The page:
Research tells us that high school students who take college
courses while they are still in high school benefit from the
experience in both systems. To capitalize on the benefits of this
dual enrollment, California and other states have moved to
increase high school students’ access to college courses.
Researchers from the
Lab (UC Davis) have matched high school and
community college datasets to provide a clearer picture of
college course-taking among California public high school
A Strong Start for College (Wheelhouse, CA EdLab, PACE)
shows that dual enrollment participation remains unequally
distributed across racial and socioeconomic subgroups and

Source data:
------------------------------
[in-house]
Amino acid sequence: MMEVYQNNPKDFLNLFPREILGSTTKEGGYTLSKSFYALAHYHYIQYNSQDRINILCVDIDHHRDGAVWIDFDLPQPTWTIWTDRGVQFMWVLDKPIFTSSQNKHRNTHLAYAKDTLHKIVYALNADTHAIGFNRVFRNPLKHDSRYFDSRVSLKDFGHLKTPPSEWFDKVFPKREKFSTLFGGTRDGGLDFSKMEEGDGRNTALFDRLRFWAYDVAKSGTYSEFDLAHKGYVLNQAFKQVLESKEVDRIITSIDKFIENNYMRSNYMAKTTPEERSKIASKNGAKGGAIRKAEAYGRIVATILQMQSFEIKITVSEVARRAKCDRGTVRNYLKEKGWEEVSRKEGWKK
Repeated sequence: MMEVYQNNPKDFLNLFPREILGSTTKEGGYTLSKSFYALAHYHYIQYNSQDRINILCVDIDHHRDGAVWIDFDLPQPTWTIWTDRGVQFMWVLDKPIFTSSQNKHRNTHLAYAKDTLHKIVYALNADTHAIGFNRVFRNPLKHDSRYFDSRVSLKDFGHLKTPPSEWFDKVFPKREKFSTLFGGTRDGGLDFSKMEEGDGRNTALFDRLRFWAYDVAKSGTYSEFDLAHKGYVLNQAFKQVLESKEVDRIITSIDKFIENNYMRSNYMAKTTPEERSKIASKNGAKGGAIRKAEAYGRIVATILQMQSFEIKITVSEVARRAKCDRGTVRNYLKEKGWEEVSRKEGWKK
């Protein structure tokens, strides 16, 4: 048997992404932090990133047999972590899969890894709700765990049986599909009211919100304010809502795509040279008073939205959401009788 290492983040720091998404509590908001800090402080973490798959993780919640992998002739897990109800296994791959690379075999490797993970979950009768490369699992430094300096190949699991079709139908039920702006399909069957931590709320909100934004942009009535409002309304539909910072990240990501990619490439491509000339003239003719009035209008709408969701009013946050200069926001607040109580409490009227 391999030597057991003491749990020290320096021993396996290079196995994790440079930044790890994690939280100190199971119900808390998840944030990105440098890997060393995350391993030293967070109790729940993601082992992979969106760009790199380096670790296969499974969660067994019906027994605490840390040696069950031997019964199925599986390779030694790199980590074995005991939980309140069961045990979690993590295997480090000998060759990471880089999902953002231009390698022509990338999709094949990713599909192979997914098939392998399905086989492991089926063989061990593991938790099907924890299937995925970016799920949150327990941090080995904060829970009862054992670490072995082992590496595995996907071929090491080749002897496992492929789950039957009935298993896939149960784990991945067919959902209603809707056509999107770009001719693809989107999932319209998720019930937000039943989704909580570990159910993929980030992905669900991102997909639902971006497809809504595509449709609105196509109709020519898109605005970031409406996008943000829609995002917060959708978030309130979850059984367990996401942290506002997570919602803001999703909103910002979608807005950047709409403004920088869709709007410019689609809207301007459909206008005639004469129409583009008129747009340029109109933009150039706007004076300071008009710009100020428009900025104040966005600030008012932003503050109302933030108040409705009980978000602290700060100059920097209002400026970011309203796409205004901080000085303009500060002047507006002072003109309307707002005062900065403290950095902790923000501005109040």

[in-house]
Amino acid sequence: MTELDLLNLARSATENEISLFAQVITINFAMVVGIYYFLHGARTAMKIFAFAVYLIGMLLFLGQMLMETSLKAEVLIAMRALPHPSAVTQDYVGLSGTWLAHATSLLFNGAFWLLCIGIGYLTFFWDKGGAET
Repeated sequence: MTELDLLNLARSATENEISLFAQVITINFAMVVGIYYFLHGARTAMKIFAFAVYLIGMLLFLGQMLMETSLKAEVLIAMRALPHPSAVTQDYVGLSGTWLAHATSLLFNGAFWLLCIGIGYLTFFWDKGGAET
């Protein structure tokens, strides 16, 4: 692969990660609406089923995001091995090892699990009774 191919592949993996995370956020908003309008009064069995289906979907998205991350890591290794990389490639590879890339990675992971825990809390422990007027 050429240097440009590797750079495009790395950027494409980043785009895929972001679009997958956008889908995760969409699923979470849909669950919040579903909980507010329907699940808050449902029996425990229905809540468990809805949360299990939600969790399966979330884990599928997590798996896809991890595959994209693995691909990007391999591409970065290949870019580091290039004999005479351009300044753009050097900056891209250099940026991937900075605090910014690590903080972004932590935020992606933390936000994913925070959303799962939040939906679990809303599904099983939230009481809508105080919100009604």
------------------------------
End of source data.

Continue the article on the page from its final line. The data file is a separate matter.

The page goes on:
geography. It also reveals new evidence about the potential of
early access in 9th grade to close equity gaps in
participation. Additional findings indicate that:
Participation in 9th-grade dual enrollment, largely through
formalized partnerships between high schools and community
colleges, is more equitable by race and socioeconomic status.
Opportunities for dual enrollment vary widely by county,
community college district, and local education agency
Dually enrolled high school students are taking courses in a
wide variety of subject areas.
Robust partnerships and intentional placement of students has
strong potential to increase equitable access to higher